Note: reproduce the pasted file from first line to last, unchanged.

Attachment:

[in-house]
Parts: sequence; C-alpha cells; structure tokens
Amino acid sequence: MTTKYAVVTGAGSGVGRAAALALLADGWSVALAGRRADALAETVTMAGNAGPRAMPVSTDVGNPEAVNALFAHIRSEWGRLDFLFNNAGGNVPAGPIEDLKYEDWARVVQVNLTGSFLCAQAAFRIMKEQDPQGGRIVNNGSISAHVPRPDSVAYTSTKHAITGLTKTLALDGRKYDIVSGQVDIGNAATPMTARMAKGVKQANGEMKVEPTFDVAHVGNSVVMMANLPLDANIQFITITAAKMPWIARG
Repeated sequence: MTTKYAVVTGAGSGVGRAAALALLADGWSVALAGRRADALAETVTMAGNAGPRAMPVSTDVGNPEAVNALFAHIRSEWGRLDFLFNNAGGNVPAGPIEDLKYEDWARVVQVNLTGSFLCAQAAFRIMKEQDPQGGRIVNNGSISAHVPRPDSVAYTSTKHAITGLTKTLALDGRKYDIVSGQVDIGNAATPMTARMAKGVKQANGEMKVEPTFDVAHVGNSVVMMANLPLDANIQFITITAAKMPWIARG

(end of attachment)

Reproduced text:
[in-house]
Parts: sequence; C-alpha cells; structure tokens
Amino acid sequence: MTTKYAVVTGAGSGVGRAAALALLADGWSVALAGRRADALAETVTMAGNAGPRAMPVSTDVGNPEAVNALFAHIRSEWGRLDFLFNNAGGNVPAGPIEDLKYEDWARVVQVNLTGSFLCAQAAFRIMKEQDPQGGRIVNNGSISAHVPRPDSVAYTSTKHAITGLTKTLALDGRKYDIVSGQVDIGNAATPMTARMAKGVKQANGEMKVEPTFDVAHVGNSVVMMANLPLDANIQFITITAAKMPWIARG
Repeated sequence: MTTKYAVVTGAGSGVGRAAALALLADGWSVALAGRRADALAETVTMAGNAGPRAMPVSTDVGNPEAVNALFAHIRSEWGRLDFLFNNAGGNVPAGPIEDLKYEDWARVVQVNLTGSFLCAQAAFRIMKEQDPQGGRIVNNGSISAHVPRPDSVAYTSTKHAITGLTKTLALDGRKYDIVSGQVDIGNAATPMTARMAKGVKQANGEMKVEPTFDVAHVGNSVVMMANLPLDANIQFITITAAKMPWIARG